An outrageous interview of Dr. Ajay Bhushan Pandey, the CEO of UIDAI on the day after a Supreme Court order extended the deadline for linking Aadhaar and included Tatkal passports among the list of things Aadhaar couldn’t be asked for. Highlights.

On the 13th of March, 2018, the Supreme Court ordered that the government cannot ask for mandatory Aadhaar for Tatkal passports while extending the Aadhaar linking deadline from 31st March, 2018 as it stood then, to indefinitely, till the conclusion of the cases being heard in the Supreme Court. Barely 4-5 days later, the CEO of UIDAI flat out stated that the Supreme Court was applicable to passports (implying regular passports), but Aadhaar was needed for making Tatkal passports.

The Supreme Court order is clear and is applicable to passport also. In case of applying for a new Tatkal passport, Aadhaar number or enrolment ID with other documents is needed. To that extent, we did not see much change in status for Tatkal passports from the court’s order.

If this is not flat out contempt of court, hard to say what is. This is, at best a cheap attempt to make a word play out of the Supreme Court order (at least as per what the anonymous handles appreciative of Aadhaar seem to think) that while the extension was requested for the Tatkal passports, the Court granted it only for regular passports because of the wording of the order being as follows:

Mr. Arvind Datar, learned senior counsel has brought to our notice that a set of Rules, namely, the Passports (1st Amendment) Rules, 2018 has been introduced which has conceived of Passport under “Tatkal” Scheme. There has been a distinction between the earlier one and the present one. Mr. Arvind Datar and Mr. Shyam Divan, learned senior counsel appearing for the petitioners submitted that the interim order passed by this Court on 15.12.2017 should be extended, and also it should cover the arena relating to the grant of Passports.

Notice the missing “Tatkal” before the last “Passports”. That is being used to argue that the order isn’t about Tatkal passports though that is what the lawyers had asked for and it is about regular passports. However, what they do miss is the last paragraph of the order that explicitly states:

It is also directed that the same shall also control and govern the Passports (1st Amendment) Rules, 2018.

It is the 1st Amendment rules, 2018 that had introduced the mandatory Aadhaar for Tatkal passports. Not to mention that the Court had explicitly said that the government cannot insist on a mandatory Aadhaar even for Tatkal passports.

The Aadhaar Mafia continues to disregard anything the Supreme Court says in its relentless rampage against the interests of the country.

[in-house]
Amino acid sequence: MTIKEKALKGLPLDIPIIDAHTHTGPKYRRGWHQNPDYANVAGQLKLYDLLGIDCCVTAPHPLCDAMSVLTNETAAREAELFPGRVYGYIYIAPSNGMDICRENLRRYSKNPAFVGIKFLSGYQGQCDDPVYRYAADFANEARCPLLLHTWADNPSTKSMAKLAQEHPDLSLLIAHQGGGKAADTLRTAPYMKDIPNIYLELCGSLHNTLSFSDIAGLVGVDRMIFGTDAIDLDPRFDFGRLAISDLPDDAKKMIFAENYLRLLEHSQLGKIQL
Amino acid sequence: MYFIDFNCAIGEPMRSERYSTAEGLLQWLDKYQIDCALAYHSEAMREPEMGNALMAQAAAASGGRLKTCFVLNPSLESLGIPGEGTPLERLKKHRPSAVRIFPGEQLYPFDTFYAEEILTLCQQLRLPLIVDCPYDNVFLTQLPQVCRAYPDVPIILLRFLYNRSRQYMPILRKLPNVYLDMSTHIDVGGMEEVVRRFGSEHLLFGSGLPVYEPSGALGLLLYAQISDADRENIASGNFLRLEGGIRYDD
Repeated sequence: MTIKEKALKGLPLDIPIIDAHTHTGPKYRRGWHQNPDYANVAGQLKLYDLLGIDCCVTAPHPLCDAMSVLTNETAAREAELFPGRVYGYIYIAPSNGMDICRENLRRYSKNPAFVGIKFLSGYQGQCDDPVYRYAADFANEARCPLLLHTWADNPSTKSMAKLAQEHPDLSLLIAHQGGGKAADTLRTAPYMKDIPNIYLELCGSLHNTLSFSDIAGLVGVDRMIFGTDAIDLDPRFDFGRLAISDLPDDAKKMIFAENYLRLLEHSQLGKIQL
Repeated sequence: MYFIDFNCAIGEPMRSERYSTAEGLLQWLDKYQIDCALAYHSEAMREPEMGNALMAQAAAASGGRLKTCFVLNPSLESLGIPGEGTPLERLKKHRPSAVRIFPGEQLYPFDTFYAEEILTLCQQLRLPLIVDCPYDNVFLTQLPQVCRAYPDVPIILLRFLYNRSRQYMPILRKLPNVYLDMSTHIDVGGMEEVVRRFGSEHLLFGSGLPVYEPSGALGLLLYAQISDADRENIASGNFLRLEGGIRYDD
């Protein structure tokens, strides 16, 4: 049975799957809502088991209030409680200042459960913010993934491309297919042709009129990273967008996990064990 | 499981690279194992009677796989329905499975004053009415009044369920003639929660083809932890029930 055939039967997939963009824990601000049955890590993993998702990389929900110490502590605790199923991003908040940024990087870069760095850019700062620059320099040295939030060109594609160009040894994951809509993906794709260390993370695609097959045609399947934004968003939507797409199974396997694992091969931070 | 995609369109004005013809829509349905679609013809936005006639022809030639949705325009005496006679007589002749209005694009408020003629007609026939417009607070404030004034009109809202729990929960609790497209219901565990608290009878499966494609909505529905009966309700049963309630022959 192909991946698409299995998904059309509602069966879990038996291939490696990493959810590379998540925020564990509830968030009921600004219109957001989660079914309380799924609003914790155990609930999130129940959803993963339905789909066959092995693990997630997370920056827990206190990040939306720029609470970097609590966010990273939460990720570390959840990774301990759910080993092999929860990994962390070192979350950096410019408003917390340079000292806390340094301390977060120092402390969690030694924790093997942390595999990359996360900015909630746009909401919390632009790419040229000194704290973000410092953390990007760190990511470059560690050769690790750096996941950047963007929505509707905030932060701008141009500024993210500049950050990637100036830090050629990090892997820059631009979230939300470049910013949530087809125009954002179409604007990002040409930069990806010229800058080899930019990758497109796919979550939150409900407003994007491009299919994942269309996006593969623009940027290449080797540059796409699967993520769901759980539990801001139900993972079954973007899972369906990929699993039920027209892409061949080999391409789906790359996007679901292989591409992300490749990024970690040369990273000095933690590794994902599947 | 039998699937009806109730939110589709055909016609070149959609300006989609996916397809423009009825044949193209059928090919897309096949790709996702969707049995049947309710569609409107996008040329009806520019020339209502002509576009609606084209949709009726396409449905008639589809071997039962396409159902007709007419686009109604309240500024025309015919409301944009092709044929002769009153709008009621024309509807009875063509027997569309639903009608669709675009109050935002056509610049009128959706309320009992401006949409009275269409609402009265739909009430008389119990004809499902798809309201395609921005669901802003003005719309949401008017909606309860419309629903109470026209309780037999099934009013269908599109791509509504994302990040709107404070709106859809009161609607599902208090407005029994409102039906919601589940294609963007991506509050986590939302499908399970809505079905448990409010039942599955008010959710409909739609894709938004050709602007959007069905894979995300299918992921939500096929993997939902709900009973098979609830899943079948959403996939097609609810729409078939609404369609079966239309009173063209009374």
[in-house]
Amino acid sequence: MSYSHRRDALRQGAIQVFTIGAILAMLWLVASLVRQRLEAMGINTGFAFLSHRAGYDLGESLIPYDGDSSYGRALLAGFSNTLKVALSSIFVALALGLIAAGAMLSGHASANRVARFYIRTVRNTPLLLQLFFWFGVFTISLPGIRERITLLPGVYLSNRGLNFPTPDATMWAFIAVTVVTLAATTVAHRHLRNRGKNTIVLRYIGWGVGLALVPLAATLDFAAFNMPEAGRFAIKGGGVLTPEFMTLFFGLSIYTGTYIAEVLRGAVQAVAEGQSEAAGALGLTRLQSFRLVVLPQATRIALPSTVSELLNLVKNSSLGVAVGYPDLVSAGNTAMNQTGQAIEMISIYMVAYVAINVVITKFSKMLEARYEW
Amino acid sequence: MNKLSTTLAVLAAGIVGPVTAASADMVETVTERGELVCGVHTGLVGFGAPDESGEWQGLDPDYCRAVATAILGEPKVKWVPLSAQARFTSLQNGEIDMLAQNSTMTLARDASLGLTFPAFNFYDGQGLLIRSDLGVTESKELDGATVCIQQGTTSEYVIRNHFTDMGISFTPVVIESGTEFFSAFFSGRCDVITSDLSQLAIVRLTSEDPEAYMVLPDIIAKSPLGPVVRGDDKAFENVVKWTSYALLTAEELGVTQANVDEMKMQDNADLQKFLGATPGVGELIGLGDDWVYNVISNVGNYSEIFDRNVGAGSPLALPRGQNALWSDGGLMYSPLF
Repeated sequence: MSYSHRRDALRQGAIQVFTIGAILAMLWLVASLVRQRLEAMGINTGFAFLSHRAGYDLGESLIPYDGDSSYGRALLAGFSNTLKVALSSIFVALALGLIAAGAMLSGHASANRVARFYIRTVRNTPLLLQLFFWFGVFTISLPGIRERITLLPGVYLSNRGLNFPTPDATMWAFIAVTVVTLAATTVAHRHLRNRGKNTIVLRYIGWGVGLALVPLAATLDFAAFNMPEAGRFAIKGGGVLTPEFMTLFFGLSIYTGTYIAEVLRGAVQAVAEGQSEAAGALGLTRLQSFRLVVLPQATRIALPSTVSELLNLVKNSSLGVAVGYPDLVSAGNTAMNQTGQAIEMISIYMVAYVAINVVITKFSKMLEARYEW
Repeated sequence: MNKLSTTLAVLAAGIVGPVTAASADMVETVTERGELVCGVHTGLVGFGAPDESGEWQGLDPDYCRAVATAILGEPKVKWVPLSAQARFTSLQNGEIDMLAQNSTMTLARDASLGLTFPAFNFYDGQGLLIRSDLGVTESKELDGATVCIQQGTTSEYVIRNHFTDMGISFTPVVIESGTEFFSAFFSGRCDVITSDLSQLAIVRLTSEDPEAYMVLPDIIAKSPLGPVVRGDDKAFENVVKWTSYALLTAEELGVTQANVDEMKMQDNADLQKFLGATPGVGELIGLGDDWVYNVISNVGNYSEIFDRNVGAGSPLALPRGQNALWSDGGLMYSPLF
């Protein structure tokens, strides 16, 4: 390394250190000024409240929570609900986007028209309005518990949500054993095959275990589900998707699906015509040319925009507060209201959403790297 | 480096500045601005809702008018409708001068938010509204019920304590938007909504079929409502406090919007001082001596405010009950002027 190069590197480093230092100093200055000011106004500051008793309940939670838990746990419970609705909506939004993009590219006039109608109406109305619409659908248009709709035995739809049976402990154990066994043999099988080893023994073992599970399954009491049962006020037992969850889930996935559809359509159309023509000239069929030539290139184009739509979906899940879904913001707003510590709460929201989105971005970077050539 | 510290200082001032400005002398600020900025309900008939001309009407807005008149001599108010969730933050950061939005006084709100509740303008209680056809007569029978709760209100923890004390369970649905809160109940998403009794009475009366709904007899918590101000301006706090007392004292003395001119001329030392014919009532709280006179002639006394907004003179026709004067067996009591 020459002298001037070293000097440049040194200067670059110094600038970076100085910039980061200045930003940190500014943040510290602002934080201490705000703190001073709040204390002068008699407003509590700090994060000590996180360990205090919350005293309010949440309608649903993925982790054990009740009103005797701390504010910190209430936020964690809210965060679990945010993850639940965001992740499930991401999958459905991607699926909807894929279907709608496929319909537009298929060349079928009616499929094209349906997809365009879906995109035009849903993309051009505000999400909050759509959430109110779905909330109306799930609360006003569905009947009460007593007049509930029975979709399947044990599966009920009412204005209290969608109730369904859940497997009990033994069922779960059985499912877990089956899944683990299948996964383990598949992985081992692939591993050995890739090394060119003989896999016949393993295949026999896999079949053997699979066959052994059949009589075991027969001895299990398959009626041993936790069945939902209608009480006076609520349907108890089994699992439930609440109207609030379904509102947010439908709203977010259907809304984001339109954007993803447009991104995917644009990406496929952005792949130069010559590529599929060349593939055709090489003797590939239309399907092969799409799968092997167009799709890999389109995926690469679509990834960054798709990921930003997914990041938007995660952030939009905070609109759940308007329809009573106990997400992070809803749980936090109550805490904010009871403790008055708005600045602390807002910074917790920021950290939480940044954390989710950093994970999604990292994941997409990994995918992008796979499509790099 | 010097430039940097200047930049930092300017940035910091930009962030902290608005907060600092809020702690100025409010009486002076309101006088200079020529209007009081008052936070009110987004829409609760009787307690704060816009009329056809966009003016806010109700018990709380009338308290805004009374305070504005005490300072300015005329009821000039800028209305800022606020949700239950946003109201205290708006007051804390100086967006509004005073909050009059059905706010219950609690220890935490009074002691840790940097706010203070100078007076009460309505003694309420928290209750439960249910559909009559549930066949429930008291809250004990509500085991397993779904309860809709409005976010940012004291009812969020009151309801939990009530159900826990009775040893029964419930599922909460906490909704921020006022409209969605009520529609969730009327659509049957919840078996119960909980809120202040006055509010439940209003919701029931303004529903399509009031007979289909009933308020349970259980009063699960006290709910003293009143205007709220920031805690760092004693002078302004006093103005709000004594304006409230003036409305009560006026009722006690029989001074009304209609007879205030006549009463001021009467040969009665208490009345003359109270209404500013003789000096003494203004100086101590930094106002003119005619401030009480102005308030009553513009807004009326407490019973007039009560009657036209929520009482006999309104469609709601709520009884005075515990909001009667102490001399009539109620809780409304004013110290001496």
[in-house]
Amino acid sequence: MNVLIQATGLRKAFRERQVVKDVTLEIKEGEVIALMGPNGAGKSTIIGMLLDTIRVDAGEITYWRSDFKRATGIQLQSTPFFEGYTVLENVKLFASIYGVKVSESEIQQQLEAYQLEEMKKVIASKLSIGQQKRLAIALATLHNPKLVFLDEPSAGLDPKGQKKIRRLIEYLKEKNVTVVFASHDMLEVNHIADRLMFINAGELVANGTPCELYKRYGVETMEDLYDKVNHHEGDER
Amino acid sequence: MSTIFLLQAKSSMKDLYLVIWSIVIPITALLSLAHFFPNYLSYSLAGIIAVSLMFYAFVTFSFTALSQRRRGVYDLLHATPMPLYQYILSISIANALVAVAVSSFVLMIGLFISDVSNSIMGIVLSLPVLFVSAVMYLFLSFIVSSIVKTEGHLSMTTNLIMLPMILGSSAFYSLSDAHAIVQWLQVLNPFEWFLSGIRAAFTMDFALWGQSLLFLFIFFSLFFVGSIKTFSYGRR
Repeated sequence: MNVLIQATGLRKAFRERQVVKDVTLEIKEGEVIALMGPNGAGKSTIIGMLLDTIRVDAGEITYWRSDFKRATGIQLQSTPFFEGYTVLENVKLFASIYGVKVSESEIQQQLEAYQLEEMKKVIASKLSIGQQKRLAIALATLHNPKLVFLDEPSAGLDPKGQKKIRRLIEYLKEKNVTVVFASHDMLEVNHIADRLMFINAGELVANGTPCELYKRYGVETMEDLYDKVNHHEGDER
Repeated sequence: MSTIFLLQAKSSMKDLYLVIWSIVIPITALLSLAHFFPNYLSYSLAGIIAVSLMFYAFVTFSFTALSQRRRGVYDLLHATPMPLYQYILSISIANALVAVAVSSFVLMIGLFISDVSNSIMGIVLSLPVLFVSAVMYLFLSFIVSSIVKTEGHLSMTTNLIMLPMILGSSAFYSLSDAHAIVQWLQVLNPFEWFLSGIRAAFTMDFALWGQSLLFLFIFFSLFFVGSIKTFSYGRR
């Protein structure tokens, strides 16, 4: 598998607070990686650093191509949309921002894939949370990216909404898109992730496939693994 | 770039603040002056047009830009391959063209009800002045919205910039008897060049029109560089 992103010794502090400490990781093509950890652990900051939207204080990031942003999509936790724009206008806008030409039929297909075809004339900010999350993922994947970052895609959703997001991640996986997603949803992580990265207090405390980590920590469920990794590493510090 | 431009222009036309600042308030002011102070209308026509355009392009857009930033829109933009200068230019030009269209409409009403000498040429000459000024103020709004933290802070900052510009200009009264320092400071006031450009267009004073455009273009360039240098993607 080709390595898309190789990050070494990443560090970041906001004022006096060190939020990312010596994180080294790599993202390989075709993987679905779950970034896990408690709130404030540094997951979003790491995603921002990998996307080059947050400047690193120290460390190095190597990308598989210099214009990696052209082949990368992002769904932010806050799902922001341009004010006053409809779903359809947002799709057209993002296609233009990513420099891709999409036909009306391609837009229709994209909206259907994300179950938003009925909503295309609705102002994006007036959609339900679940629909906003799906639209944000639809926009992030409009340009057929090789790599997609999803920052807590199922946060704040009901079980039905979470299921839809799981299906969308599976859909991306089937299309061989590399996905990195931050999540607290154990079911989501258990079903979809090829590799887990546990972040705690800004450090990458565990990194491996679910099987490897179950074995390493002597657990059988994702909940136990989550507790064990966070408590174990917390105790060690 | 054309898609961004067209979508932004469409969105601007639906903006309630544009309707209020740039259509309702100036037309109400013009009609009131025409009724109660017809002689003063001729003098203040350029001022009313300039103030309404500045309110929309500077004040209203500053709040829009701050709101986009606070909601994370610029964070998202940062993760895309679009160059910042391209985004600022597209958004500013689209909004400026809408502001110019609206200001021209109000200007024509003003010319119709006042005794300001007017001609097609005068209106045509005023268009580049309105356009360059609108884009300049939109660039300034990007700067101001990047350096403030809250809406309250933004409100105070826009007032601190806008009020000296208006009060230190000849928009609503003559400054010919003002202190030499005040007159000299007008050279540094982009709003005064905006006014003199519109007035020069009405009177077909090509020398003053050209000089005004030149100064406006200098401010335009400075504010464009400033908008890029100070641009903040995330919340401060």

Further, in the interview, Dr. Pandey said that the state SRDHs were destroyed:

In pre-Aadhaar (Act) situation, all the state governments were our registrars i.e. they were registering people for Aadhaar. Whenever someone enrols, the demographic information i.e. name, date of birth, address and biometrics- photograph, fingerprint and iris (scan) — are collected. The states used to keep a copy and send another copy to us. The information was stored in an encrypted manner and there was a key to it. We would do the de-duplication at the backend to generate an Aadhaar number and inform you of the Aadhaar number so that you will have a database of all the persons you have registered along with the Aadhaar number now and the other information you already have.

But yes, it’s a fact that the information was available to them as it was the arrangement under which they were collecting the information itself.

There was also another situation. Suppose you have gone to a bank and have enrolled for Aadhaar, so the bank will have one copy but while filing the application form you say that I don’t have any objection if my data is shared with the entities involved in the delivery of social benefits. For such people, even though the registration has been done by the bank and bank has the biometrics…, we gave the demographic information and Aadhaar number to the state governments. So the state governments had a dataset, one dataset of the people whom they have enrolled along with their biometrics and another is the ones that they got from other registrars where they got only the demographic data. This was called State Resident Data Hub and the idea was that the state governments are involved in the various benefit schemes like MGNREGA, PDS etc. and accordingly plans (benefits of) which schemes should be given to you and which schemes should not be given to you.